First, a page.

The Bermuda Conference: How I looked after Churchill and Eisenhower

Brian Mead

Rhiwbina’s Brian Mead recalls the fascinating weeks he spent in Bermuda in 1953, guarding the Bermuda Conference. There, among others, he met Sir Winston Churchill, President Eisenhower and Sir Anthony Eden.

We flew to Bermuda on a Constellation aircraft on Sunday 29th November 1953. Compared to the converted bomber that flew us out from the UK, this was luxury. The passengers were Officers, NCOs and Guard Detachment. We arrived in Bermuda at 6pm and were driven straight from the airport to the barracks, which at that time, were uninhabited except for the Station Staff Officer who showed us to our rooms.

Hamilton Barracks itself was a very strange place. It struck me more like a Beau Guest Fort, filled with ghosts of soldiers long past. The walls of the barrack rooms were scarred with bayonet-carved messages, often poetry, some over a hundred years old. The men in my room walked around for hours trying to find the oldest. Some were very beautifully done by men of many different regiments. One carved in the 1800s stated that he had been there for five years. Shades of the Welch Brigade in India!

The beds were even stranger, made out of 4×4 timber with two inch by a quarter of an inch canvas being nailed over them in criss-cross pattern, similar to those seen on old sailing ships, probably dating from the time of Nelson.

The barracks were in a good state of repair and very clean with the walls of the barrack rooms white-washed. The grounds were laid out with trees and shrubs with flowers full of colours, which made the place seem very cool in the heat of the day.

Before I had chance to settle in, I was told that with two other Corporals plus a guard, I was going to the Mid Ocean Club on the other side of the island where Sir Winston Churchill and Mr Anthony Eden were going to stay.

Bermuda is very beautiful, made up by a number of islands named after English counties and joined by causeways. During the drive across the island, I noticed that although there was a lot of vegetation, a lot of the trees were dead. I was told later, it was because a few years earlier, they were stricken with some sort of blight. The coastline was dotted with small bays and the houses were all different colours in pastel shades with white roofs. From the roof, gutter pipes ran down to huge water butts – this was to make up for the shortage of fresh water on the island.

Upon reaching the Mid Ocean Club, we took over the men’s locker rooms for the Duty Officer, Guard Command and the NCOs on security duties. The clubhouse had been emptied of guests, only the staff remaining. The Clubhouse itself was guarded by the Royal Welch Fusiliers (RWF), the roof by the Royal Marines, while the gates and perimeter were shared by a guard from the Bermuda Rifles. These territorials, like their British counterparts, came from all walks of life.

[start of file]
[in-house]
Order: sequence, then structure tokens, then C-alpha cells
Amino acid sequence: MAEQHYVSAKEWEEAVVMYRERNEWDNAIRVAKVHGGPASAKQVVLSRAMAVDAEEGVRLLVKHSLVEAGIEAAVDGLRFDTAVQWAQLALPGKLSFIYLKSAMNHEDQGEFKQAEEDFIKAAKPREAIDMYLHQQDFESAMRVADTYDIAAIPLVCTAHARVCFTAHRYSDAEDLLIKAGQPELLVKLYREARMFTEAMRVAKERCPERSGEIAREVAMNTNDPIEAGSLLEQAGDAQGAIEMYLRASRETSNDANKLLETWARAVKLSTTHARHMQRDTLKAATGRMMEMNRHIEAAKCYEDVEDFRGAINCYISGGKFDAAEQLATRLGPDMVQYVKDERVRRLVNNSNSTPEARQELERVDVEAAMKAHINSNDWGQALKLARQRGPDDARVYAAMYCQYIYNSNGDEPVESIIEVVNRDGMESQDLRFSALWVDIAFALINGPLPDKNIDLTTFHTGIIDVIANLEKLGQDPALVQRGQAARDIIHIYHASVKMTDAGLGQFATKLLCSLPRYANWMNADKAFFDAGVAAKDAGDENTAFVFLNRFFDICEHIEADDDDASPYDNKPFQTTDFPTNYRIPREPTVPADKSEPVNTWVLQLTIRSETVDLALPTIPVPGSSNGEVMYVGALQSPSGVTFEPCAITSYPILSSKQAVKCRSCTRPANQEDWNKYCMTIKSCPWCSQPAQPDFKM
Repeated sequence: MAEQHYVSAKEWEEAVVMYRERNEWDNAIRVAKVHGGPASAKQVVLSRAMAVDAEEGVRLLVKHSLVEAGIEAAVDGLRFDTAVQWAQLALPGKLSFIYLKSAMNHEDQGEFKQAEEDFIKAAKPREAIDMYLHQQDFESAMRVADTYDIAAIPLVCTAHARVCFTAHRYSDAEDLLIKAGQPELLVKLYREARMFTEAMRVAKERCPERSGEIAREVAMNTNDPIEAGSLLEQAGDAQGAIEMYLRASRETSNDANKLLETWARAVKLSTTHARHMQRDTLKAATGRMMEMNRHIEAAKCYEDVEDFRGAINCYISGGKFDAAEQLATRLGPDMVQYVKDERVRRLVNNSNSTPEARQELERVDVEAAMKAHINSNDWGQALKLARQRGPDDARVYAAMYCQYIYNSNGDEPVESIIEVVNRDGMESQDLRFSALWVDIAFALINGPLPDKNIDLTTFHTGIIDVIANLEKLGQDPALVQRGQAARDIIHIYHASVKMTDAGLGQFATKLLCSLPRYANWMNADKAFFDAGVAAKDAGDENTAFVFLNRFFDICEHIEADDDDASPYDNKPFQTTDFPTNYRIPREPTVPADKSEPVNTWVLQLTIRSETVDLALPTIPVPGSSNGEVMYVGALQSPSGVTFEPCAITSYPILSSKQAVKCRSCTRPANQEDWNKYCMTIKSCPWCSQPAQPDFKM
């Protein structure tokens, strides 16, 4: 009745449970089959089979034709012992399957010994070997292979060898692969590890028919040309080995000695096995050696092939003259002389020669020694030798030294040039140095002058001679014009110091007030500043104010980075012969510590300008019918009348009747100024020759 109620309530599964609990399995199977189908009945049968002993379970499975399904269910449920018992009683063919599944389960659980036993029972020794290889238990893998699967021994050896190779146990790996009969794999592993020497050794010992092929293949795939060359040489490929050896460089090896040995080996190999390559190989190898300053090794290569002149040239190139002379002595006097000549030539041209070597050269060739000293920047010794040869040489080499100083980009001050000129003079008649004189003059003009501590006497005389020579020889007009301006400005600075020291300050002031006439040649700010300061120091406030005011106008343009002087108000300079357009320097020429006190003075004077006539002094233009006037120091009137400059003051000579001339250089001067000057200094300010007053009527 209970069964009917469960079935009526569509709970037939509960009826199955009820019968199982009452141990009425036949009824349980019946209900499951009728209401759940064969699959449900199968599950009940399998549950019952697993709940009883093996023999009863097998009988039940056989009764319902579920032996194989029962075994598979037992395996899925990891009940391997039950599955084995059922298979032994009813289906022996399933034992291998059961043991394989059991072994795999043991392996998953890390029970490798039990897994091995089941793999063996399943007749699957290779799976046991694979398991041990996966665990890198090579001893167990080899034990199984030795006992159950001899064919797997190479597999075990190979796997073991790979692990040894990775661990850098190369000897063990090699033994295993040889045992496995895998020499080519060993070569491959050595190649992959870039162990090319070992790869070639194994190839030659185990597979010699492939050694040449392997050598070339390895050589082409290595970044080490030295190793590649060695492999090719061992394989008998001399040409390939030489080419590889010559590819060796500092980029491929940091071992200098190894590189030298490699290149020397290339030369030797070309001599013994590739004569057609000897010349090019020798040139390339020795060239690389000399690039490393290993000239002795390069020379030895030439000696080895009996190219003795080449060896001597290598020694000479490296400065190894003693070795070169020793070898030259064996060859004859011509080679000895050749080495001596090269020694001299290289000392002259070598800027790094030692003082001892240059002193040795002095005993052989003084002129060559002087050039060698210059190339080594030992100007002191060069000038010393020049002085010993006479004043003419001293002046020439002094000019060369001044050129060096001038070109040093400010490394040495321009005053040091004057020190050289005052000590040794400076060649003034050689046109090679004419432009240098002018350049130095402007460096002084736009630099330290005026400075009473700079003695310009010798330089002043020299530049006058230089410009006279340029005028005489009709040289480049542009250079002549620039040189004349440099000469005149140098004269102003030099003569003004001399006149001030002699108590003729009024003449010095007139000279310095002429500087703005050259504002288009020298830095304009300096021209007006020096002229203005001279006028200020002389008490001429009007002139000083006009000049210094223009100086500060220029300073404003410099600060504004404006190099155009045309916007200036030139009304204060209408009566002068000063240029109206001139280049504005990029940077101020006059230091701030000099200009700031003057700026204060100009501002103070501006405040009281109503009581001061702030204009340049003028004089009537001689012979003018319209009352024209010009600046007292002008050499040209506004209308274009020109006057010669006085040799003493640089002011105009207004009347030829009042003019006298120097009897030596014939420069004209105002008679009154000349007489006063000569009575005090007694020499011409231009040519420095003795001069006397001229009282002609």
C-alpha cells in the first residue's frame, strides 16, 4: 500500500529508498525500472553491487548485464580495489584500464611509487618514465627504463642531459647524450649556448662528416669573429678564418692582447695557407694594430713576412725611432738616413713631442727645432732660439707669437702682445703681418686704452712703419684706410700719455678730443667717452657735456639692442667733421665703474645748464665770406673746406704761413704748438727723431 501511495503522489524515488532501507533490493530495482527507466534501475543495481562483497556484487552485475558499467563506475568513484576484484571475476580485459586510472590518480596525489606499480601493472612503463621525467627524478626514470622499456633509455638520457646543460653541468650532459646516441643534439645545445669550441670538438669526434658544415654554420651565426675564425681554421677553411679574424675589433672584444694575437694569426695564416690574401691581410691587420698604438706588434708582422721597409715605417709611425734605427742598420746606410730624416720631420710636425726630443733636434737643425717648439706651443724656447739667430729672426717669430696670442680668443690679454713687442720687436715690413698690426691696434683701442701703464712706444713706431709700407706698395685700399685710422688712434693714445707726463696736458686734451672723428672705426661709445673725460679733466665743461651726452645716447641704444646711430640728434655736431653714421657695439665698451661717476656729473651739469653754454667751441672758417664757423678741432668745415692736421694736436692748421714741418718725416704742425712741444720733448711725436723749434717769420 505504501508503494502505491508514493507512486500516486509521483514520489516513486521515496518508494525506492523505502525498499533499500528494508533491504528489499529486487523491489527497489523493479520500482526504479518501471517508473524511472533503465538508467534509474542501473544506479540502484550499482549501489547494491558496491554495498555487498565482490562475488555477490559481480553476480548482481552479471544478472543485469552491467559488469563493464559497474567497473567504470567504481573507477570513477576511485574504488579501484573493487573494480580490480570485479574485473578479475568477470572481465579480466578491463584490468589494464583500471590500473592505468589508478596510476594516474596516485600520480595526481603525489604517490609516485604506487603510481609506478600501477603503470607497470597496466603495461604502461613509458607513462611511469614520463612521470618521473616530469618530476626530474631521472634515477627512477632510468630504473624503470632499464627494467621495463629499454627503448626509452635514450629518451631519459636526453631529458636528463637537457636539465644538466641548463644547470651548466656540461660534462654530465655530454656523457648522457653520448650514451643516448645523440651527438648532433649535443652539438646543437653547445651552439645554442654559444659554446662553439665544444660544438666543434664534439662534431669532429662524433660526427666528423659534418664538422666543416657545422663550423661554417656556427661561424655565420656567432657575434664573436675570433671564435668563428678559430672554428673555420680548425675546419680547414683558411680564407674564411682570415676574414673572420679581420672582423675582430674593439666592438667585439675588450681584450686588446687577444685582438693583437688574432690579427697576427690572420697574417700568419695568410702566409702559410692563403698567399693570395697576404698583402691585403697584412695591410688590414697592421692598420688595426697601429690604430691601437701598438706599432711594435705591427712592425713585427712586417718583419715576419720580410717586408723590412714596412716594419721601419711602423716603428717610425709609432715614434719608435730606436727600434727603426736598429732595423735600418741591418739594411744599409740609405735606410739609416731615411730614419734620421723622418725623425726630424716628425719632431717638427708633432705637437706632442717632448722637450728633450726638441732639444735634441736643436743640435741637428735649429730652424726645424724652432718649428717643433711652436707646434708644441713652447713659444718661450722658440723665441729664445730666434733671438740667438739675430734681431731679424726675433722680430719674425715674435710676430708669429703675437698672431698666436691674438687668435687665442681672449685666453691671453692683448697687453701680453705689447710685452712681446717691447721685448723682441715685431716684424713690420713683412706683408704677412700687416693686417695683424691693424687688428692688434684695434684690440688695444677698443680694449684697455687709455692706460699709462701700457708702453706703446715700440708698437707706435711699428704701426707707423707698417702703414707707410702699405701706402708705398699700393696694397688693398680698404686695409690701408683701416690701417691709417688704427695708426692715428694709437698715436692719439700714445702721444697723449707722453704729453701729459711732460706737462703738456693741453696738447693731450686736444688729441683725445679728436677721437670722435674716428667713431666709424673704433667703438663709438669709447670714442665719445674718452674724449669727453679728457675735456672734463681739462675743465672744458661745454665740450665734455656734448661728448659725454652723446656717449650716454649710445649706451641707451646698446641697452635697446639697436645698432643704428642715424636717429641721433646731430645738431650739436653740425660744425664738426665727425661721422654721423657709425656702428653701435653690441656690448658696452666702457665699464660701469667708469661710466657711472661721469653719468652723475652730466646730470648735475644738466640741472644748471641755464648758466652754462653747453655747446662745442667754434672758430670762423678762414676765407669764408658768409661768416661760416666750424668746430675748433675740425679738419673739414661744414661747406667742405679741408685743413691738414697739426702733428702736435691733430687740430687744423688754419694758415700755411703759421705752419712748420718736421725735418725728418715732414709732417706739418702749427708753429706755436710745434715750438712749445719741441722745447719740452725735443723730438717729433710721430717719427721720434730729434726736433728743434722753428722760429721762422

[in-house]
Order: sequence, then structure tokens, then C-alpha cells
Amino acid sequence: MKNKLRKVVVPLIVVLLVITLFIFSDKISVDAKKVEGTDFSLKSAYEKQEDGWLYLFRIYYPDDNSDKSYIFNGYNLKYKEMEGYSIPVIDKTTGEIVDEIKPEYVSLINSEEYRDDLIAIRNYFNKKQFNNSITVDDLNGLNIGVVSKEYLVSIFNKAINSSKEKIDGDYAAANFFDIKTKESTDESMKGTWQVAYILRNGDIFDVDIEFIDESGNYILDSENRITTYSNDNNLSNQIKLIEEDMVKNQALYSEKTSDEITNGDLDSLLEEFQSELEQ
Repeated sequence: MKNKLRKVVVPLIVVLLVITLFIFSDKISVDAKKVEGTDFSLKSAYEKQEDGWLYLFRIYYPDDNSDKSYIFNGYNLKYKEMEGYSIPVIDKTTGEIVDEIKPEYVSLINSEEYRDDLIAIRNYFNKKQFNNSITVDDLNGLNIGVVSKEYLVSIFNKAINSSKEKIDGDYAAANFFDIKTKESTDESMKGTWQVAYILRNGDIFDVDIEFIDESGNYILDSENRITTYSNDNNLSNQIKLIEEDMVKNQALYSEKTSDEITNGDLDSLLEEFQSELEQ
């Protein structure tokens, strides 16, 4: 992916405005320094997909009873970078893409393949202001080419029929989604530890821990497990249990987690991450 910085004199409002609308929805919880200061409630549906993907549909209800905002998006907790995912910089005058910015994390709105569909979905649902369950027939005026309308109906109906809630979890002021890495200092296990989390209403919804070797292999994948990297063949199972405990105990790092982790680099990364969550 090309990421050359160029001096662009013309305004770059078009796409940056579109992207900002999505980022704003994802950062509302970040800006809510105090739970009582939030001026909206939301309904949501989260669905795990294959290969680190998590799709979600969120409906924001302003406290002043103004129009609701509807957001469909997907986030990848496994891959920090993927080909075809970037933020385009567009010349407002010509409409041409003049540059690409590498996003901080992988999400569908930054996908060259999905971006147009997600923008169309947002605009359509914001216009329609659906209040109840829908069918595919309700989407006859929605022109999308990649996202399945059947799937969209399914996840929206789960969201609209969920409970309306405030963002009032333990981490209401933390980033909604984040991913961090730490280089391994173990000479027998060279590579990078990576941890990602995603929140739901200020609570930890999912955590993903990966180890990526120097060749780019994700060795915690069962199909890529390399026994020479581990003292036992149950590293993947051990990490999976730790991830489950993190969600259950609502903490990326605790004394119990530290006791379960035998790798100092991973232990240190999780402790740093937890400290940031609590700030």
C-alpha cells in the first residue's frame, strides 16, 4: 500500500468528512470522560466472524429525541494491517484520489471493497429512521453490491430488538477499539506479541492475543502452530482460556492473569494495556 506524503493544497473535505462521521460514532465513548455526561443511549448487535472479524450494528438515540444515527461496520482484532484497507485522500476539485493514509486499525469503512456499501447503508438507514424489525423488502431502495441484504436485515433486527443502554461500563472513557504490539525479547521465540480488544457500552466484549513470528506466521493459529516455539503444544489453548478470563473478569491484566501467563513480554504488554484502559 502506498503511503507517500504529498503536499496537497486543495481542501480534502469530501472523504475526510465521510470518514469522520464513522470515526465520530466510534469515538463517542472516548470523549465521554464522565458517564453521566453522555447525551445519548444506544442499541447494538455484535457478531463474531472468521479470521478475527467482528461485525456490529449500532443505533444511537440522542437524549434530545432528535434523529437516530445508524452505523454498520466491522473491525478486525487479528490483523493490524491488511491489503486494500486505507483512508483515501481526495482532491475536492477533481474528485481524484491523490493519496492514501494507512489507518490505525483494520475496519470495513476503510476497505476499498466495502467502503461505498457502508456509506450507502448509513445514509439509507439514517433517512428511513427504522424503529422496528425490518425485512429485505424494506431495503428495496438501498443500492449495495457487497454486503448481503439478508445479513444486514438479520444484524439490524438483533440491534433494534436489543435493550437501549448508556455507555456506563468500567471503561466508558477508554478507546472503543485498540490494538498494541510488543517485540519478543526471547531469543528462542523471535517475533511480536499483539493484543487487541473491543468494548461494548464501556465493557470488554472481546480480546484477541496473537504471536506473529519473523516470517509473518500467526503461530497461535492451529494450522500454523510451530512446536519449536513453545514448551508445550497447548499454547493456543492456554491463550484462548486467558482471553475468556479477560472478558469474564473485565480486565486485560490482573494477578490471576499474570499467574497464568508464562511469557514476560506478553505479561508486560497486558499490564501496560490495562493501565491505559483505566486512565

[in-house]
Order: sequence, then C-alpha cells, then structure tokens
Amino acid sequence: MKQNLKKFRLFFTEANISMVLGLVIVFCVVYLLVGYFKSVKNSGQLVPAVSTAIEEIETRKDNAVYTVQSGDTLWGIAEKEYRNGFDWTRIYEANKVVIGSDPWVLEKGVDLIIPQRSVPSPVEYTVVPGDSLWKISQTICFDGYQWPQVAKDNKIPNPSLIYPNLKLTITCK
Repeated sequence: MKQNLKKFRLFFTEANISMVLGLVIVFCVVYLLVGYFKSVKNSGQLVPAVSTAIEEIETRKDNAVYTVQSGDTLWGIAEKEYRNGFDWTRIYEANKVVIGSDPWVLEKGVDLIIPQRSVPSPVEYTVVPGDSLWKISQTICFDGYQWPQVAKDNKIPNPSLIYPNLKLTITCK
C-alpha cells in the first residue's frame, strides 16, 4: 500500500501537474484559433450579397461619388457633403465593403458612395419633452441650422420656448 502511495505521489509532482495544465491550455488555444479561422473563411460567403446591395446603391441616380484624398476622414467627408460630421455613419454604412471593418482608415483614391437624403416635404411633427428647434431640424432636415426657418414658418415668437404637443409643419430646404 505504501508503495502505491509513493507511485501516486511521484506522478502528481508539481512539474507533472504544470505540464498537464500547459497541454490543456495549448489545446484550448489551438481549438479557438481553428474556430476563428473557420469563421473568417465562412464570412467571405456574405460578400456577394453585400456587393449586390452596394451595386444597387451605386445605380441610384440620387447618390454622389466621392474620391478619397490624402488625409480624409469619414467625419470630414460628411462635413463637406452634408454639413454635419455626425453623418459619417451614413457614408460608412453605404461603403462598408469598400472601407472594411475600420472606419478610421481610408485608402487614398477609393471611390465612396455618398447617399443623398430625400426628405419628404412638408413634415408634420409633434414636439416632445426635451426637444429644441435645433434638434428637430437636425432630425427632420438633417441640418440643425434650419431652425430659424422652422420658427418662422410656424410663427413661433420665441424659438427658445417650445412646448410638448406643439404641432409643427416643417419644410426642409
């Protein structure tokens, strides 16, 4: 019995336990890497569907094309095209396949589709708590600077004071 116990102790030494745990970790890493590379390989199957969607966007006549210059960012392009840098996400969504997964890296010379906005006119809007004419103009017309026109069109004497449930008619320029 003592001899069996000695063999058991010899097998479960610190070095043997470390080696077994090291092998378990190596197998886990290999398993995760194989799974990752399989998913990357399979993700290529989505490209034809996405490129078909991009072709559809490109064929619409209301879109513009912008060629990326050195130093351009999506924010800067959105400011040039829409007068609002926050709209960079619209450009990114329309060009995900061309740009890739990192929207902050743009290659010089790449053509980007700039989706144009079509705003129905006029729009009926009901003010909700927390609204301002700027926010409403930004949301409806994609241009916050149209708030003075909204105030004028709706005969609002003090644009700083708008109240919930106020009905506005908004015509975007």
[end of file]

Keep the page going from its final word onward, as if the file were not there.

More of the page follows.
Mid Ocean Club 1953

Security at the clubhouse was very tight and incidents were many and various. On one occasion, the Marines on the roof spotted a frogman swimming into the private beach. He was caught coming out of the water and turned out to be a French photographer.

On another occasion, the clubhouse had a power cut. At the time, I was standing at the door of the Conference Room on duty when all the lights went out. In the best traditions of American cinema, the FBI agent on duty with me whipped out his gun and shouted “Nobody move!” Back came the British response of “Put that bloody thing away and grow up.” The power was restored within about two minutes and the agent spent the rest of his duty angrily puffing on his cigar and refusing to speak to us. Over the next few days, he became the butt of our jokes, not being helped by the fact that although being six foot in height, he was out of condition with a large beer pot belly.

Corporal Lightfoot on duty at the main gates had his problems too but of a different kind. He was accosted by a film crew led by a female correspondent who turned out to be Miss Jinx Falkenburg, an American ex movie star. By the time I had arrived, Corporal Lightfoot had persuaded her that she could not get in and instead gave her a dialogue on how a certain American president had his roots in Wrexham. Heaven knows what the American movie-goers thought of it all when it was shown. I thought it was hilarious!

The most notable incident concerning myself came the day I was tophone callhere was a phonecall for me. It was someone who said that they represented the New York Herald Tribune newspaper and that they wished to buy the films I had of the VIPs. Unbeknown to me, the call had been tapped by security and the first thing I knew was a hand on my shoulder and a voice telling me to put the phone down. Up until that time, I had taken a number of photographs of Heads of State. Probably one of the staff in the clubhouse had seen me doing so, and had told this newspaper about it. The culmination of this episode was the confiscation of the roll of film, which was later returned to me by Captain Sinnett. He told me that Security Officers had exposed it to the light. To my knowledge, there were never any photos taken of the Bermuda Three Power Talks, a shame for posterity; a bigger shame for my album.

My main duty was to guard the door to the Conference Room and check the passes issued to the delegates, the only exclusions being Winston Churchill, Dwight Eisenhower and Jospeh Lainel, the French Premier. The embossed and numbered press passes corresponded to a list held by myself. My copy of the list, together with my pass, are in the archives of the RWF Museum in Caernarfon Castle.


 Churchill, Dulles and Eden